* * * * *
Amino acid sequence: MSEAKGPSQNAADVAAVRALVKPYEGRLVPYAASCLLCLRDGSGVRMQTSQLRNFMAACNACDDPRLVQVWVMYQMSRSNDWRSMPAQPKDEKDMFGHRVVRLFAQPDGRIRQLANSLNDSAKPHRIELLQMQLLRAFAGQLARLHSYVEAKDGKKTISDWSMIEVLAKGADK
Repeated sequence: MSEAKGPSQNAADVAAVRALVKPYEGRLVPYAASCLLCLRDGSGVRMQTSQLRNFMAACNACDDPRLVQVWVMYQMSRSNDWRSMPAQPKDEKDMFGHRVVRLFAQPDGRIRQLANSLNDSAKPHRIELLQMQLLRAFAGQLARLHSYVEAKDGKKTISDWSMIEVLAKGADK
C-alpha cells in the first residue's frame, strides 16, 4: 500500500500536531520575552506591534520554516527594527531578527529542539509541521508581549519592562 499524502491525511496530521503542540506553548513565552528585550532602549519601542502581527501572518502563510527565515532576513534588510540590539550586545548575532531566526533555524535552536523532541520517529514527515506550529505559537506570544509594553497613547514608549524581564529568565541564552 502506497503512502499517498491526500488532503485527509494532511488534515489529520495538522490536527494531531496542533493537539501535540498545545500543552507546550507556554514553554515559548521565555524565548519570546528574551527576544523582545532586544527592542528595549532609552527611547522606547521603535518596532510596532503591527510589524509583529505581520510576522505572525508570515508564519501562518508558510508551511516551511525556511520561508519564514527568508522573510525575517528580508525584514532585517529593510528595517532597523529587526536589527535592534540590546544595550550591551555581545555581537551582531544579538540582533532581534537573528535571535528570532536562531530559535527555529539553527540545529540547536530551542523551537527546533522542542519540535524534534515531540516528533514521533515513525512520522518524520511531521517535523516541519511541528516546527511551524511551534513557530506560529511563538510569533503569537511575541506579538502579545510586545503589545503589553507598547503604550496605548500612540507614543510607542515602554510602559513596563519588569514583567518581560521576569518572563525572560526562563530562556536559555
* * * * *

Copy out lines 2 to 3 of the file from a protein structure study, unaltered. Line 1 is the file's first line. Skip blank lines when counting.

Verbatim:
Repeated sequence: MSEAKGPSQNAADVAAVRALVKPYEGRLVPYAASCLLCLRDGSGVRMQTSQLRNFMAACNACDDPRLVQVWVMYQMSRSNDWRSMPAQPKDEKDMFGHRVVRLFAQPDGRIRQLANSLNDSAKPHRIELLQMQLLRAFAGQLARLHSYVEAKDGKKTISDWSMIEVLAKGADK
C-alpha cells in the first residue's frame, strides 16, 4: 500500500500536531520575552506591534520554516527594527531578527529542539509541521508581549519592562 499524502491525511496530521503542540506553548513565552528585550532602549519601542502581527501572518502563510527565515532576513534588510540590539550586545548575532531566526533555524535552536523532541520517529514527515506550529505559537506570544509594553497613547514608549524581564529568565541564552 502506497503512502499517498491526500488532503485527509494532511488534515489529520495538522490536527494531531496542533493537539501535540498545545500543552507546550507556554514553554515559548521565555524565548519570546528574551527576544523582545532586544527592542528595549532609552527611547522606547521603535518596532510596532503591527510589524509583529505581520510576522505572525508570515508564519501562518508558510508551511516551511525556511520561508519564514527568508522573510525575517528580508525584514532585517529593510528595517532597523529587526536589527535592534540590546544595550550591551555581545555581537551582531544579538540582533532581534537573528535571535528570532536562531530559535527555529539553527540545529540547536530551542523551537527546533522542542519540535524534534515531540516528533514521533515513525512520522518524520511531521517535523516541519511541528516546527511551524511551534513557530506560529511563538510569533503569537511575541506579538502579545510586545503589545503589553507598547503604550496605548500612540507614543510607542515602554510602559513596563519588569514583567518581560521576569518572563525572560526562563530562556536559555